What Happened To Julius Caesar's Assassins?

March 15 is forever known as the Ides of March, the day when Julius Caesar was literally stabbed in the back by his comrades. In their view, the assassins were doing Rome a favor, though many historians these days believe the killing of Caesar began the decline of the Roman republic. While the assassins and their co-conspirators planned meticulously how to murder Caesar, they didn't plan for his death's aftermath. And in the end, the killers found they couldn't live in the future they helped create.

When Julius Caesar announced himself dictator perpetua, or lifelong dictator, both his enemies and allies were concerned. According to History, there were around 60 conspirators against Julius Caesar, but it was led by Marcus Junius Brutus, Gaius Trebonius, Decimus Junius Brutus Albinus, and Gaius Cassius Longinus. Brutus was close to Caesar, the son of Caesar's mistress Servilia. People even believed Brutus was his son. Brutus thought there would be enough support for them.

All the conspirators decided the best way to kill Caesar is during a Senate session using double-edged daggers — easy to hide under robes. History Extra noted Caesar did not plan to attend the March 15 session. His wife, Calpurnia, believed something terrible was about to happen and told him not to leave. But Decimus, whom Caesar trusted, convinced Caesar to go with him, to where the 60 assassins were waiting.

The bloody meeting

Once Caesar entered the chamber, the assassins descended upon him. First to strike was Tillius Cimber, who pulled at Caesar's robe as a signal to the killers. Chaos descended. Caesar fought to run from his murderers, but was overwhelmed. Other senators not involved in the plot sprinted away. Finally, the former dictator succumbed to his many wounds.

Unfortunately, none of the 60 assassins had any idea what to do after killing Caesar. The Ancient History Encyclopedia wrote Brutus spoke from a platform to calm the situation, and believed the death of Caesar would bring about the old Roman spirit. They failed to take into account the public's love for Caesar. As his body was paraded, people wept. Caesar's trusted lieutenant Marc Antony brokered a deal with the Senate to keep all of Caesar's laws, but provide amnesty for the killers. They would not be arrested, but any changes to positions or laws they wanted would not be granted.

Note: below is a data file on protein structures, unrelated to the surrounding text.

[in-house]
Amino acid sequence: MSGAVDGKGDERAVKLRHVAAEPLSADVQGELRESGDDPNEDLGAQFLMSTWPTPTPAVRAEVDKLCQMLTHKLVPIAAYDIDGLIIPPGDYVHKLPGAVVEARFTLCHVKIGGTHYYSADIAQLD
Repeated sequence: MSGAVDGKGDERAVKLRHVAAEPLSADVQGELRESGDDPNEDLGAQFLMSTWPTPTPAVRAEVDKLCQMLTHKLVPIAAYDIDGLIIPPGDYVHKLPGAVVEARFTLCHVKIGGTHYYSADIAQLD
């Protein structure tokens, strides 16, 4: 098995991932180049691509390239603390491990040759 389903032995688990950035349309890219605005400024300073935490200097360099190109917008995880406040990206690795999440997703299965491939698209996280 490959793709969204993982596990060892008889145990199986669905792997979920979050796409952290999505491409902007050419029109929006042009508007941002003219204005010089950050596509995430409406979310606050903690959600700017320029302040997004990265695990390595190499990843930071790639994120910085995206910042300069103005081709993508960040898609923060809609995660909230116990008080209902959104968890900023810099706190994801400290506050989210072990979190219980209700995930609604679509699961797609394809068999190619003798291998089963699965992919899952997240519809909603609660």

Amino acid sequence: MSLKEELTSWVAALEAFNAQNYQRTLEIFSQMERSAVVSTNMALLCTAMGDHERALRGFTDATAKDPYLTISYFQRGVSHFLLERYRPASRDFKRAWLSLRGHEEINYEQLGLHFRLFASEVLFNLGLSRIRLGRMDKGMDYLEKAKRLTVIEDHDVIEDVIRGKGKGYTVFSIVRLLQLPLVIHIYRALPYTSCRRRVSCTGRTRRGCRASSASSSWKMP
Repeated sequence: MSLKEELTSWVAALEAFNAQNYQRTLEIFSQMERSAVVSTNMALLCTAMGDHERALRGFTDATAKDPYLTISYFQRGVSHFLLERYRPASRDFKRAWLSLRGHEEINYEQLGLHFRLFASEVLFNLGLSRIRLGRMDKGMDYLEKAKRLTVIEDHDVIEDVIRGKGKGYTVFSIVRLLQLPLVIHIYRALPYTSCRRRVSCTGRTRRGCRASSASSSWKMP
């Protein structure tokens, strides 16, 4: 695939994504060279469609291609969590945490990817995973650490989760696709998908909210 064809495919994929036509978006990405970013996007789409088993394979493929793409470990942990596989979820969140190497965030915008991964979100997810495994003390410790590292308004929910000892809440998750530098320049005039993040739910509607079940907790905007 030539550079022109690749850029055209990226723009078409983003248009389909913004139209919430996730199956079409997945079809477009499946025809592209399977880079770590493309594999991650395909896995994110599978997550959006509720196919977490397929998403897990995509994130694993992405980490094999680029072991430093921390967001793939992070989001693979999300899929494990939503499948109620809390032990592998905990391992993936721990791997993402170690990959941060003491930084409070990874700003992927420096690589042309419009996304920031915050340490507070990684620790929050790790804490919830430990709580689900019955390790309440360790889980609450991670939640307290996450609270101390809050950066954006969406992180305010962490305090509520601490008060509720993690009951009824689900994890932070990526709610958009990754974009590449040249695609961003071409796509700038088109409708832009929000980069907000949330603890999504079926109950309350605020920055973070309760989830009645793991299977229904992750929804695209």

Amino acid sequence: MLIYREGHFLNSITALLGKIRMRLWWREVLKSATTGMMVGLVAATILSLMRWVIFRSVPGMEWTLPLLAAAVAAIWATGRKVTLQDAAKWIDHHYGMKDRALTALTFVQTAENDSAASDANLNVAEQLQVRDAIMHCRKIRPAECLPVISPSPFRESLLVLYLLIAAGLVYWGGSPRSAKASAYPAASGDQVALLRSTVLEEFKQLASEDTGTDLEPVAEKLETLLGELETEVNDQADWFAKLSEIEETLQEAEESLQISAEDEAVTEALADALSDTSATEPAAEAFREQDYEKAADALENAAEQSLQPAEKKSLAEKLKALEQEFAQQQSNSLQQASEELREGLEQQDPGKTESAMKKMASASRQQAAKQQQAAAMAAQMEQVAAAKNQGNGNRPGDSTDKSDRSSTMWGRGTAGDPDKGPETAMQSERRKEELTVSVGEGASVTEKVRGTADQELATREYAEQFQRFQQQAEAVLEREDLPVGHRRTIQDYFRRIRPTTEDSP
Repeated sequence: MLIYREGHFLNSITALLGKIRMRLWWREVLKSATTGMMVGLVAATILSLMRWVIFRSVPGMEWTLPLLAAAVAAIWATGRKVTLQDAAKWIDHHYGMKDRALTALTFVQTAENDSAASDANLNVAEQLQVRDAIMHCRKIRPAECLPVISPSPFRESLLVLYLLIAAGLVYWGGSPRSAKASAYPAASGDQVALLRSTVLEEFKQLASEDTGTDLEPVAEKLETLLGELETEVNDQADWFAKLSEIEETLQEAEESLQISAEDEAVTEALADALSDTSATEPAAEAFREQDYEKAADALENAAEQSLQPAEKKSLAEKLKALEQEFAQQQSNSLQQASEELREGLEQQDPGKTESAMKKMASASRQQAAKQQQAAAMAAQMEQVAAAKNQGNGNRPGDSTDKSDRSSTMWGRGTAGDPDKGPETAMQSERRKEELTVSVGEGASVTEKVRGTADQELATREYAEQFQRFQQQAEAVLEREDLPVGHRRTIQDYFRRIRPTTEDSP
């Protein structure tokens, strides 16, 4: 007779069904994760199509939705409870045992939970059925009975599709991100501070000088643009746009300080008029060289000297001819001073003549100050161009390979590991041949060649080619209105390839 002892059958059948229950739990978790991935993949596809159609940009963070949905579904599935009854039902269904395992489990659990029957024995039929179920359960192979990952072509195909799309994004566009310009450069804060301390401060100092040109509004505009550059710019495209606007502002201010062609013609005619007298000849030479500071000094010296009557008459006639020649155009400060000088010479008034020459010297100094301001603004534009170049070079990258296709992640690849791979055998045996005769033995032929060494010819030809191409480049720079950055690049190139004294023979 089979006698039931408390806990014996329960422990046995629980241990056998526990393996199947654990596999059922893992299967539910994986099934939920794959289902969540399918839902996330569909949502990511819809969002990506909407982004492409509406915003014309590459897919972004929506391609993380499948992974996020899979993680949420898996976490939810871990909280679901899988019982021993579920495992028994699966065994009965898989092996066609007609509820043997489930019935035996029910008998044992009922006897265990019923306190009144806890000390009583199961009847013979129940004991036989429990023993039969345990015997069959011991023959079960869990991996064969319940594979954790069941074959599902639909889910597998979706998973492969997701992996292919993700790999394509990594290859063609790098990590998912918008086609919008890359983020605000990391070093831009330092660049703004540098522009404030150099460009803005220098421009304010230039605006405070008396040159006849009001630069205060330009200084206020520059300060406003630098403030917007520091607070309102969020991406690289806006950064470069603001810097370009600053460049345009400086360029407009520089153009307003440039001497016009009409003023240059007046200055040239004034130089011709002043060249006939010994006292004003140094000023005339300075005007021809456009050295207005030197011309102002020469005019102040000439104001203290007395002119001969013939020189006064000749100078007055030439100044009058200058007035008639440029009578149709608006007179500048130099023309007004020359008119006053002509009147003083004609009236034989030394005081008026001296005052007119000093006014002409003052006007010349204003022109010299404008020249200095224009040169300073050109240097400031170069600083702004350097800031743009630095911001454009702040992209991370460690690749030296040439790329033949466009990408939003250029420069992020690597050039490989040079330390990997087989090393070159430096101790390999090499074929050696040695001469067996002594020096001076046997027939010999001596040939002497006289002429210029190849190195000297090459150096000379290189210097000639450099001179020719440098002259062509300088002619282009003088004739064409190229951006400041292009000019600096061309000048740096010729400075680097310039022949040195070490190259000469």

The public hated the idea. Many of the conspirators were practically run out of Rome. Brutus left for Crete, while Decimus stayed with the army. Cassius held power in Asia, so he bided his time there. Many thought they were safe but, with the ascendance of Caesar's chosen successor, Octavian, things quickly went south. Octavian wanted to be emperor, and he did agree that the assassins were given leniency. One of Octavian's first actions was to declare the assassins enemies of Rome, and the republic descended into Civil War.

In the end, they failed

Brutus and Cassius were involved in planning the Civil War and fought against both Octavian and Marc Antony. Both sought to use Marc Antony and Octavian's growing rift to their advantage, but couldn't manage it.

In the end, many of the conspirators were killed In the civil war. Brutus and Cassius both committed suicide after defeats against Octavian and Marc Antony. Trebonius was captured and beheaded. Decimus attempted to join Brutus and Cassius, but was himself assassinated en route. The last remaining conspirator, Cassius Parmanesis, lived in Athens writing poetry, per Smithsonian Magazine. But by the summer of 30 BCE, an Octavian loyalist tracked him down and murdered him.

The assassins sought to remove one dictator, but they inadvertently encouraged someone much worse. Politico reported Caesar didn't consider himself a king; he was just merely consolidating power for his loyalists. Octavian, however, was different. After defeating Marc Antony in yet another civil war, he declared himself emperor and thus began the Roman empire. That empire eventually fell, but it would be centuries before that happened. Julius Caesar's assassins succeeded in killing him, but failed to restore themselves to power. Ultimately, they sealed their fates.